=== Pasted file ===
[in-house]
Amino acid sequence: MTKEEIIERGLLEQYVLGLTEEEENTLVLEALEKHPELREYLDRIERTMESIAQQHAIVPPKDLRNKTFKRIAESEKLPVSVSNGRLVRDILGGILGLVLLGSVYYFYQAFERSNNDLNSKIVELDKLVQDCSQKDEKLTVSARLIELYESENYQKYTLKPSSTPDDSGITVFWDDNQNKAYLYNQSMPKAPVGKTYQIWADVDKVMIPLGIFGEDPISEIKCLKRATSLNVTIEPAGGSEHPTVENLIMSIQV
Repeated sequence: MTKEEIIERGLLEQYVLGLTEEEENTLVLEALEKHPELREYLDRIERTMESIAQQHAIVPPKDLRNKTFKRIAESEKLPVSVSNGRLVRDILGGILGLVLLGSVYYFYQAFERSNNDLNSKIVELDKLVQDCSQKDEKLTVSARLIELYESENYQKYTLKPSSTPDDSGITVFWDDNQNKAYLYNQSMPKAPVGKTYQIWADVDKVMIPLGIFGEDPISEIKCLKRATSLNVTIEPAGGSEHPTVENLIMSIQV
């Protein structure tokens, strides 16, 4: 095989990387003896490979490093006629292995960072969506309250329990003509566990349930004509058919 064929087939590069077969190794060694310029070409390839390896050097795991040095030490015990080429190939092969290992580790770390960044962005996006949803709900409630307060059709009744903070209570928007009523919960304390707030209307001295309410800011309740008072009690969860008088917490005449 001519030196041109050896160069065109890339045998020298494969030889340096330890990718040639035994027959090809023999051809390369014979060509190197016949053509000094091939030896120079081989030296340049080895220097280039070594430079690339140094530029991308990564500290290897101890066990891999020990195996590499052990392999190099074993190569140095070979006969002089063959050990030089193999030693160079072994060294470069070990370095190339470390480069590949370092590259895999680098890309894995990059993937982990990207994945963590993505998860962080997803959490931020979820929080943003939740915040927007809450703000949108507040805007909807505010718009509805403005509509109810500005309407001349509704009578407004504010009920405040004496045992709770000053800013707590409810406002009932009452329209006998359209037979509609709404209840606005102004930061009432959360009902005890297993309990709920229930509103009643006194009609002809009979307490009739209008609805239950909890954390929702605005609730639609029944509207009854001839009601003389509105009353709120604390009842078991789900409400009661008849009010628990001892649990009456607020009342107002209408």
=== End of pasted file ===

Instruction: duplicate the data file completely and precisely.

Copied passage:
[in-house]
Amino acid sequence: MTKEEIIERGLLEQYVLGLTEEEENTLVLEALEKHPELREYLDRIERTMESIAQQHAIVPPKDLRNKTFKRIAESEKLPVSVSNGRLVRDILGGILGLVLLGSVYYFYQAFERSNNDLNSKIVELDKLVQDCSQKDEKLTVSARLIELYESENYQKYTLKPSSTPDDSGITVFWDDNQNKAYLYNQSMPKAPVGKTYQIWADVDKVMIPLGIFGEDPISEIKCLKRATSLNVTIEPAGGSEHPTVENLIMSIQV
Repeated sequence: MTKEEIIERGLLEQYVLGLTEEEENTLVLEALEKHPELREYLDRIERTMESIAQQHAIVPPKDLRNKTFKRIAESEKLPVSVSNGRLVRDILGGILGLVLLGSVYYFYQAFERSNNDLNSKIVELDKLVQDCSQKDEKLTVSARLIELYESENYQKYTLKPSSTPDDSGITVFWDDNQNKAYLYNQSMPKAPVGKTYQIWADVDKVMIPLGIFGEDPISEIKCLKRATSLNVTIEPAGGSEHPTVENLIMSIQV
């Protein structure tokens, strides 16, 4: 095989990387003896490979490093006629292995960072969506309250329990003509566990349930004509058919 064929087939590069077969190794060694310029070409390839390896050097795991040095030490015990080429190939092969290992580790770390960044962005996006949803709900409630307060059709009744903070209570928007009523919960304390707030209307001295309410800011309740008072009690969860008088917490005449 001519030196041109050896160069065109890339045998020298494969030889340096330890990718040639035994027959090809023999051809390369014979060509190197016949053509000094091939030896120079081989030296340049080895220097280039070594430079690339140094530029991308990564500290290897101890066990891999020990195996590499052990392999190099074993190569140095070979006969002089063959050990030089193999030693160079072994060294470069070990370095190339470390480069590949370092590259895999680098890309894995990059993937982990990207994945963590993505998860962080997803959490931020979820929080943003939740915040927007809450703000949108507040805007909807505010718009509805403005509509109810500005309407001349509704009578407004504010009920405040004496045992709770000053800013707590409810406002009932009452329209006998359209037979509609709404209840606005102004930061009432959360009902005890297993309990709920229930509103009643006194009609002809009979307490009739209008609805239950909890954390929702605005609730639609029944509207009854001839009601003389509105009353709120604390009842078991789900409400009661008849009010628990001892649990009456607020009342107002209408």